Owning a vineyard is a labor intensive business. To grow grapes for making wine the owner of the vineyard must invest a great deal of time and money to cultivate vines in the right soil, in the right location, hoping for perfect weather and sunlight in order to bring in a good harvest with is fit for making wine. It takes years for a vineyard to produce sufficient fruit to make a good wine. Sometimes it takes as many as ten years before new vines are mature and ready for wine-making. During the process the vineyard owner must carefully prune his vines and care for the daily, inspecting for disease or pests. There is a joke among vineyard owners: how do you make a small fortune with a winery? Start with a large fortune and buy a winery.
Vineyards were lucrative in the ancient world, and wine-making was a well known art to most people in the ancient world. It is little wonder that the image of a vineyard was associated with God’s care for his people. Like a shepherd with his sheep, everyone knew the kind of work went into a well-maintained vineyard and the production of good wine.
In this series of parable-like sayings in John 15, Jesus describes God as the owner of a vineyard in which Jesus himself is the vine and his disciples are the branches. This is a vivid image for the relationship of Jesus and his disciples as well as the on-going relationship of Jesus to his disciples in all ages. We will see in these verses Jesus’ intimate relationship with his disciples will result in both friendship with Jesus, but also enmity with the world.
This is Jesus’ final “I am” statement in the Gospel of John. As with the others, Jesus is evoking a very clear metaphor from the Hebrew Bible and applying it to himself. In the Hebrew Bible, Israel is described as a vineyard planted by the Lord (Isa 5:1-7, Ps 80:8-16, Jer 2:21, Ezek 15, Hos 10:1). This metaphor is used in Second Temple Period literature as well (Sirach 24:17-27; 2 Bar. 39.7).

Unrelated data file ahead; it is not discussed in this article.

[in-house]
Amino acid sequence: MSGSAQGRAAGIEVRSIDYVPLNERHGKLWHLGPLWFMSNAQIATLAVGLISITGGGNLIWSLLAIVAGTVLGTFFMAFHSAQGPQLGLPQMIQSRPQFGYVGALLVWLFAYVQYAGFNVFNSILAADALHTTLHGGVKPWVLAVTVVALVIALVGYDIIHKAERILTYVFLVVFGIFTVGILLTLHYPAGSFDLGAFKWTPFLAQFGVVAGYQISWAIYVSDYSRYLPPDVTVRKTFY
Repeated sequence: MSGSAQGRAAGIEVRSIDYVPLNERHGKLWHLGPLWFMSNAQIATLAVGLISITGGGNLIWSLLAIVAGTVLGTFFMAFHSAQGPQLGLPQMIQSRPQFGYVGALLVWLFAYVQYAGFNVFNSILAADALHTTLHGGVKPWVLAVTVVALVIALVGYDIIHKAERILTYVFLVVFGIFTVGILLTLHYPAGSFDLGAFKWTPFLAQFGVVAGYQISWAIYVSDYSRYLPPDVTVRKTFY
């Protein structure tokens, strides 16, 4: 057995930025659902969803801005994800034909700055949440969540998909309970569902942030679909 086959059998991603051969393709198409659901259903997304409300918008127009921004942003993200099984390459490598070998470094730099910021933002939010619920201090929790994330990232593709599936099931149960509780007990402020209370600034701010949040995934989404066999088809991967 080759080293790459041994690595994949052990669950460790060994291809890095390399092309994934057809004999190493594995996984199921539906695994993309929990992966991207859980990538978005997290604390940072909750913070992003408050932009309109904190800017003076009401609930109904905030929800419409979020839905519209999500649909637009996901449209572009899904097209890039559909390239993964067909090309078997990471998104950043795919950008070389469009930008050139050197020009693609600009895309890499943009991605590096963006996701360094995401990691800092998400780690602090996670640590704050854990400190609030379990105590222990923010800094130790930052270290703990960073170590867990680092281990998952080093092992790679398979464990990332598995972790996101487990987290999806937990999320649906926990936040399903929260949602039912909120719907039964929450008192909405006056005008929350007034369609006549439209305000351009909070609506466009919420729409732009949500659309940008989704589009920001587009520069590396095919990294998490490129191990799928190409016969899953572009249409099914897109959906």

In each of these texts God is the one who planted the vineyard, then he entrusted that vineyard to his people Israel. There is an emphasis on the loving care with which God planting the vineyard, providing all that it needed to succeed But Israel did not fulfill their role as custodians of the vineyard. As a result it is destroyed. In Isaiah this is a prophecy of the coming destruction of Jerusalem, as is the worship reflection on Israel’s history in Psalm 80.
Jesus used the image of a vineyard in a parable during his teaching in the Temple just a few days prior to the last supper (Mark 12:1-12). In this parable he makes a similar point, that God is the one who established Israel as a vineyard and he is the owner of the vineyard. When the Messiah came to the people of God, he expected fruit but there was none. There are several parables which describe the eschatological judgment as a time of harvest, when the wheat will be collected and stored in the barn, but the weeds will be gathered and burned on a fire.
The metaphor is adapted here in John 15 and applied to the disciples as a New Israel. The owner if the vineyard is still God, but Jesus develops the idea of the vine in much more detail than the Hebrew Bible. The vines and branches have an intimate relationship – there is no life for the branch apart from the vine, it must remain in the vine in order to have life.
But the fate of the branch is also tied to the vine. Since Jesus will suffer, so too will his followers. Jesus knows that the sort of abuse he is about to endure will soon be transferred to his disciples. If they abide in him, then they will suffer just like he does.
Jesus has redefined the “vineyard” as himself and he will succeed in fulfilling the covenant as the true Israel. While Israel failed as the custodians of the vineyard, Jesus will succeed and his twelve disciples constitute a new Israel.